Most third party Operating Systems have no vital hazard analysis has been done and are not written to follow to safety standards. The source code is generally not available so a detailed analysis is not possible.
Possibility of unknown bugs is high.
Most O/S require a significant amount of CPU resources typically not found in embedded systems.
The disadvantages of this type of RTOS for safety critical applications is:
The RTOS if included in a SIL4 design would also have to be certified as SIL4 compliant.
The RTOS is a third party product not written to CENELEC safety requirements.
Task execution time is variable so throughput changes (as higher priority tasks consume more CPU cycles)
Debugging in real-time is difficult.
Testing for all possible interrupt sequences is very difficult and tracing program flow through interrupts is virtually impossible
As a debug technique Single stepping through multiple interrupts in real-time is impossible. Tracing memory in real-time collects megabytes of data every few seconds which is difficult to analyze for safety.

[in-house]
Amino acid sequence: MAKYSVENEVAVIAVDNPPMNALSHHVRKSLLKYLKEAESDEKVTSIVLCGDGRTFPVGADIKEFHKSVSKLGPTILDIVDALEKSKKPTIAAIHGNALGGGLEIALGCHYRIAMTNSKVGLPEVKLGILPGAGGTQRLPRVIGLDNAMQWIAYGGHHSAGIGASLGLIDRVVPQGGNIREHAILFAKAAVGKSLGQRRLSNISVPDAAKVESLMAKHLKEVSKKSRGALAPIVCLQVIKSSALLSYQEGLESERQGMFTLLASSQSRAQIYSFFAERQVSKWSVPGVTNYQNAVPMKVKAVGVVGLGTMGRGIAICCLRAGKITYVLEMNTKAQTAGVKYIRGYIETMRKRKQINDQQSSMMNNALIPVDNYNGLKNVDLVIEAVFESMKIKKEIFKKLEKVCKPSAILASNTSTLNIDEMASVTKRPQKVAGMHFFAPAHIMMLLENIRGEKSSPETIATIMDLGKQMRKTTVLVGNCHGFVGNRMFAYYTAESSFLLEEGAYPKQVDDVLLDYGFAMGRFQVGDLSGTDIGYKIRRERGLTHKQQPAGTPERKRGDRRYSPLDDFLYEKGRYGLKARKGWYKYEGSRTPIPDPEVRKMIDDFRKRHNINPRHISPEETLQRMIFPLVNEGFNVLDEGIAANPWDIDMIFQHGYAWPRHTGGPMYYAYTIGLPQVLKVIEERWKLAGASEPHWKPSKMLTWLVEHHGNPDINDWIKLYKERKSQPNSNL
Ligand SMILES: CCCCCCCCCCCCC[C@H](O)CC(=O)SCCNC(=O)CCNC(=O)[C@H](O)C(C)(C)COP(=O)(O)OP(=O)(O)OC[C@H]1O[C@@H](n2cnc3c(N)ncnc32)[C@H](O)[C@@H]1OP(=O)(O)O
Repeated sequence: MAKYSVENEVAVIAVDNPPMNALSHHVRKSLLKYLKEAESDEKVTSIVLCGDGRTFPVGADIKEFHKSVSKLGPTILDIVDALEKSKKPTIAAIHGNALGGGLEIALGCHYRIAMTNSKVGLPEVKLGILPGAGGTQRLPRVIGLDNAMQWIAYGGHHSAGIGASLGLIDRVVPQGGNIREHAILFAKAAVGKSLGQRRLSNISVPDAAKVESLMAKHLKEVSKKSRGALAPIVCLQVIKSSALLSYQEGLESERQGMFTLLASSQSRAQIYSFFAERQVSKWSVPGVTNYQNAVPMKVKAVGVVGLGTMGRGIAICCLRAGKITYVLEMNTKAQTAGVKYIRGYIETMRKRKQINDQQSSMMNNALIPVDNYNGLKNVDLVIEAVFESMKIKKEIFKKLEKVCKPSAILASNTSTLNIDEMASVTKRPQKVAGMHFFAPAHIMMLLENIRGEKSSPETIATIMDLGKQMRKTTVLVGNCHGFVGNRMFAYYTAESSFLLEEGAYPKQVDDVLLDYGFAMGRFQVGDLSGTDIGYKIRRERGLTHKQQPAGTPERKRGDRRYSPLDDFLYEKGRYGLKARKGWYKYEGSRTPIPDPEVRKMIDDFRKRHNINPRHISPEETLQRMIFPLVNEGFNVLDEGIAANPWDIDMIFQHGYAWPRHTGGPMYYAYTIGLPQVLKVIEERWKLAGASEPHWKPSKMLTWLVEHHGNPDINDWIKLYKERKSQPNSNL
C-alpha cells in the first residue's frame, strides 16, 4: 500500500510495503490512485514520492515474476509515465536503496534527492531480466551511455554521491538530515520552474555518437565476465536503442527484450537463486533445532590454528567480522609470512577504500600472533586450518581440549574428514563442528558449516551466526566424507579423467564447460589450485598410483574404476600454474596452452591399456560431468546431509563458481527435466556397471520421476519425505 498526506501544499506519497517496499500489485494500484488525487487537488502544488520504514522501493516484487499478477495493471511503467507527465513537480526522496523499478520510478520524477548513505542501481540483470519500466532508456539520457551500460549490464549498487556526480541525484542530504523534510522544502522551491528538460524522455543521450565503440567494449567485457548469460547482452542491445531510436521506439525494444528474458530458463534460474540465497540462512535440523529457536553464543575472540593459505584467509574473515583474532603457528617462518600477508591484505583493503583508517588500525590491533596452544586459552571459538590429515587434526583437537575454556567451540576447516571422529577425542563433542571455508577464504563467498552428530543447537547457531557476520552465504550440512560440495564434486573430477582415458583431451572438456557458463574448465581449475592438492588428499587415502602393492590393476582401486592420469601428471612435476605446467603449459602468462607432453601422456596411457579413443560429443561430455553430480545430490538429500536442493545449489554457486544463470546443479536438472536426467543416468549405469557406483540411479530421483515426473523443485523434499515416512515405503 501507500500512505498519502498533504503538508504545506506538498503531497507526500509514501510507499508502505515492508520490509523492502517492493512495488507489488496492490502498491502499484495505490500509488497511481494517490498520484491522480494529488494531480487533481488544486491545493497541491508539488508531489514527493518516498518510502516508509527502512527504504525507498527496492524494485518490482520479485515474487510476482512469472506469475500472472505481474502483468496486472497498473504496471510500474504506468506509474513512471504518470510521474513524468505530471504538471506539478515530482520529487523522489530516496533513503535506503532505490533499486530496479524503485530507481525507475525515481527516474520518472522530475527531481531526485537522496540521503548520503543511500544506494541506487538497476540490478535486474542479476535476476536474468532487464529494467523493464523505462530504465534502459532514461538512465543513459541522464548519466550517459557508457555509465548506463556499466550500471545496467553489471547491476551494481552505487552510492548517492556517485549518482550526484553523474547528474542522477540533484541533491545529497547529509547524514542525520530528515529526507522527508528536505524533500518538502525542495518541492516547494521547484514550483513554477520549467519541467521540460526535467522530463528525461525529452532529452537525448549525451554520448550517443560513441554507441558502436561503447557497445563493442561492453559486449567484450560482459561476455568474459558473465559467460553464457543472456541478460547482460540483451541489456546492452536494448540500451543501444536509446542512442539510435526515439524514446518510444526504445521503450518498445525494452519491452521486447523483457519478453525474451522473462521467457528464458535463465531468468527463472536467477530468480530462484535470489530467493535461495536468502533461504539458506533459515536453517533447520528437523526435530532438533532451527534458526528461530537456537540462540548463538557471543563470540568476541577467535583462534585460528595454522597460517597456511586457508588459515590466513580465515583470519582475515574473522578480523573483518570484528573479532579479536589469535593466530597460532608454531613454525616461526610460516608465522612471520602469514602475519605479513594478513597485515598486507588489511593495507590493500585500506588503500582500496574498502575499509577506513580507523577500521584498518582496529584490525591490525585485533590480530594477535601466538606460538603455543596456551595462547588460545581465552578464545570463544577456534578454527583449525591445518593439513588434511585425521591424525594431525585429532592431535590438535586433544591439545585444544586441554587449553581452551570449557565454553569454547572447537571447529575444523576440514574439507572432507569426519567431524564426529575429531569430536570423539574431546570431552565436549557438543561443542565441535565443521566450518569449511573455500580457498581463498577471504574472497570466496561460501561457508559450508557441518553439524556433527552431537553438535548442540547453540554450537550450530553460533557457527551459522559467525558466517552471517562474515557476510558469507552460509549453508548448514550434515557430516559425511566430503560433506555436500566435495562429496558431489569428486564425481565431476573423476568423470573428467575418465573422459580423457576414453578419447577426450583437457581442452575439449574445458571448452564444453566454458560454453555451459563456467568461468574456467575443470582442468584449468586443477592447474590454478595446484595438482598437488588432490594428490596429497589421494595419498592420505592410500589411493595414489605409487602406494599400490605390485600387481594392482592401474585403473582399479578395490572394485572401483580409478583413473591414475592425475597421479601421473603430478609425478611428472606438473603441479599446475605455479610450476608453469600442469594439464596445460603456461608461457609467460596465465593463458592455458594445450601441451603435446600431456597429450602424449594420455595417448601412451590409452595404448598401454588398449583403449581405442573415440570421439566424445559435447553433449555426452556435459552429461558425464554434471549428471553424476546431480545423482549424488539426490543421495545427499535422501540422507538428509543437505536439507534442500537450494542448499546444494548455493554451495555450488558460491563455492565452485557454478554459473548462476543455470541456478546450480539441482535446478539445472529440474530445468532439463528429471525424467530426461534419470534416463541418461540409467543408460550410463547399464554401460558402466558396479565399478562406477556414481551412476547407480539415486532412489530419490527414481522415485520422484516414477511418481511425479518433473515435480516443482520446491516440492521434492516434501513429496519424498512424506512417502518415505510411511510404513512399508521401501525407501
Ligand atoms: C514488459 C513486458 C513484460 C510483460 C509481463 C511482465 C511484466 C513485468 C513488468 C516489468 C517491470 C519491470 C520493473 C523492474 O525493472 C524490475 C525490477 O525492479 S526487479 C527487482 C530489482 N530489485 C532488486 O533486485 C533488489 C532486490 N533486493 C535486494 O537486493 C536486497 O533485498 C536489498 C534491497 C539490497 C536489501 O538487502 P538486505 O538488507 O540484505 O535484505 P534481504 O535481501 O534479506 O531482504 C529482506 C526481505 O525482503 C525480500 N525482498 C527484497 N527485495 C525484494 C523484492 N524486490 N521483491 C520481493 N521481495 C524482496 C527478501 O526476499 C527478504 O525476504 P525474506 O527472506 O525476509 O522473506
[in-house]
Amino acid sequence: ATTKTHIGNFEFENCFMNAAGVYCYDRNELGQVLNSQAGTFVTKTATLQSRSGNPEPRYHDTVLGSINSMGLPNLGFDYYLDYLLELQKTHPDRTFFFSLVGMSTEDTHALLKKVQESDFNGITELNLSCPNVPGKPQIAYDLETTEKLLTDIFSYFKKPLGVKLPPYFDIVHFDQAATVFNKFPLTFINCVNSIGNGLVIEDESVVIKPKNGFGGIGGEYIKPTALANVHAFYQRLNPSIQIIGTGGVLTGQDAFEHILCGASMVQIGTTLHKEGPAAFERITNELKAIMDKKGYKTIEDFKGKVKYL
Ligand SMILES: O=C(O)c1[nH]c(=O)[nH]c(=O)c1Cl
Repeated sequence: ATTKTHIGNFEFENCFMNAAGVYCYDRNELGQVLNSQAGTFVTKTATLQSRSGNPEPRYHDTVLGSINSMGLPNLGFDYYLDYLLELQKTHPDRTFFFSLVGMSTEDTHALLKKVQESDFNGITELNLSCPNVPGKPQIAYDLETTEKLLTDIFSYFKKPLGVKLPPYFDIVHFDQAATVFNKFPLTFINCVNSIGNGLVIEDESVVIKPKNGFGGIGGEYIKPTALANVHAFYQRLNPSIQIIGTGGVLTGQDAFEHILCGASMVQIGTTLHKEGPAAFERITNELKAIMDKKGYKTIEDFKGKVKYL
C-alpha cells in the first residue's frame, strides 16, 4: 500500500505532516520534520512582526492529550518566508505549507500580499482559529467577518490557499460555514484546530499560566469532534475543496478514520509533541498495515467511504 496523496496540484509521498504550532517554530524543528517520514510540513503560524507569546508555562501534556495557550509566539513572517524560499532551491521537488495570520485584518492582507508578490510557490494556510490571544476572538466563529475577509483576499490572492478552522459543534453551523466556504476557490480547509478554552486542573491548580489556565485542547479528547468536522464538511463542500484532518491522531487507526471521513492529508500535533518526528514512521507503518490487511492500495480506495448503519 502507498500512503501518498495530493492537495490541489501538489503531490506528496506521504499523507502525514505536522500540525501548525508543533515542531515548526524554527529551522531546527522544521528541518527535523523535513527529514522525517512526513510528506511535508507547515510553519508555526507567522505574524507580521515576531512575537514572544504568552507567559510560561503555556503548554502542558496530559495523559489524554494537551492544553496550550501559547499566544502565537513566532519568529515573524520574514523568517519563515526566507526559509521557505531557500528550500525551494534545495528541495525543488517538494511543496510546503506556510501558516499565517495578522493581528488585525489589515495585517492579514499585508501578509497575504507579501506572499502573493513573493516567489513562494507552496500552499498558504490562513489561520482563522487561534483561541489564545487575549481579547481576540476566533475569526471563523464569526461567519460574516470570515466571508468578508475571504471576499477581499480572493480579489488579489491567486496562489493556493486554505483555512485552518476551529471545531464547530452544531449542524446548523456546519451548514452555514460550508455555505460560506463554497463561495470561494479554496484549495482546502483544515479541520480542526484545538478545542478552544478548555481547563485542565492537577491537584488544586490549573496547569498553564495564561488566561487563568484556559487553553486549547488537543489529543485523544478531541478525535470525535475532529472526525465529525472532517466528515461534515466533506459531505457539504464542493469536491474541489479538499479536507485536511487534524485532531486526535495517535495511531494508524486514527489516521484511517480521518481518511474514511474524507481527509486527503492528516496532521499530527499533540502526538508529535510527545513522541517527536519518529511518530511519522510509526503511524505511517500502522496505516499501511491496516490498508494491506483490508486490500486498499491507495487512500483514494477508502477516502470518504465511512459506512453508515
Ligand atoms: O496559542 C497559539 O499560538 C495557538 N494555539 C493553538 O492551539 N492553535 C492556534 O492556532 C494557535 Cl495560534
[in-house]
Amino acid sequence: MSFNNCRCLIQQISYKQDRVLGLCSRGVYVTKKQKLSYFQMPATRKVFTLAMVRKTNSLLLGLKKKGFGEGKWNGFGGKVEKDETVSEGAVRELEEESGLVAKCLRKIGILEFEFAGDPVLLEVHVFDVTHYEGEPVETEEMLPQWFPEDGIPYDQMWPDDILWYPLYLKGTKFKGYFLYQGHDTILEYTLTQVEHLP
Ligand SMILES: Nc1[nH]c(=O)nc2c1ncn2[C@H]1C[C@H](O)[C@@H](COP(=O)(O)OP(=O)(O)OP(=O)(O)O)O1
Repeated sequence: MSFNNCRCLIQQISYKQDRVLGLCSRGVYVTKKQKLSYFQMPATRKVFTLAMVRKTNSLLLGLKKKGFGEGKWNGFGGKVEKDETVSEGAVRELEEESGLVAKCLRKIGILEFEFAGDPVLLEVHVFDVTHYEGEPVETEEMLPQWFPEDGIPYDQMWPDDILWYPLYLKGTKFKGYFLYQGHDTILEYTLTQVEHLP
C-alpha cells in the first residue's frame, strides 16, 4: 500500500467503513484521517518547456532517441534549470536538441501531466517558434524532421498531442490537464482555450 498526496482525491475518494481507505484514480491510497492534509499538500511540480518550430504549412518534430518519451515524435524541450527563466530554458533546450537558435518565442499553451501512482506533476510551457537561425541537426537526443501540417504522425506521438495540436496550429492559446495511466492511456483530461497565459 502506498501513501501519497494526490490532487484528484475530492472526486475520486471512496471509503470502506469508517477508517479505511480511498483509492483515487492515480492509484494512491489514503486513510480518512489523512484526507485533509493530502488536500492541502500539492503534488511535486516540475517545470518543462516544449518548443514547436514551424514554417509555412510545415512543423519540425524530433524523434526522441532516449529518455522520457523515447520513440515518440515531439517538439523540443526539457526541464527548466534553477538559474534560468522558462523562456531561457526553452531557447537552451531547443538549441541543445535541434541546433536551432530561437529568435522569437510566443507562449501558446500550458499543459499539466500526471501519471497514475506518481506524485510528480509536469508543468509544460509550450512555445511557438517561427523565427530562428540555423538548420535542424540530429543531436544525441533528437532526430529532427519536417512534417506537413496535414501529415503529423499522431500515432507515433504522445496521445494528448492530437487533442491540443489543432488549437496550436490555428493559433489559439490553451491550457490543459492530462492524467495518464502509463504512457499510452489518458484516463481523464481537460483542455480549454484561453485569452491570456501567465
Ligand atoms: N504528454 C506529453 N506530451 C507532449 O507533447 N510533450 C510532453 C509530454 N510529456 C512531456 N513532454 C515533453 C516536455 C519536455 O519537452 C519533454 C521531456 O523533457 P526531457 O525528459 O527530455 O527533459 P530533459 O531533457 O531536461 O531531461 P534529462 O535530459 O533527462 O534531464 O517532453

The RTOS is designed to maximize throughput, not to maximize safety
It is difficult to make predictable time studies on segments of code if they can be interrupted.
Such a multiple interrupt environment is prone to errors and difficult to simulate and test all possible combinations of interrupts.
After a system malfunction, it is not possible to determine the exact interrupts in play at the moment of the crash. Finding these types of malfunctions is very difficult.
The SafeNet Fixed Time-Slice Message Passing Networked O/S
It is clear that we do not wish to use an interrupt driven scheme as described above. However, there is another approach that is more suitable for the micro-controller in vital applications. This is the technique of a time-slice multi-programming O/S. In this scheme, a high-speed periodic interrupt (of say 10 micro=sec) is used to generate the single interrupt that is used to operate a state-machine based operating system. This creates a time slot which is of known fixed duration. The interrupt rate is faster than that required for the fastest I/O operation so that simple polling of all devices can determine quickly who needs servicing. The polling is done in the desired order as per fixed priority.
This fixed time slice O/S has the following advantages:
The resultant O/S is simple to write, debug and test.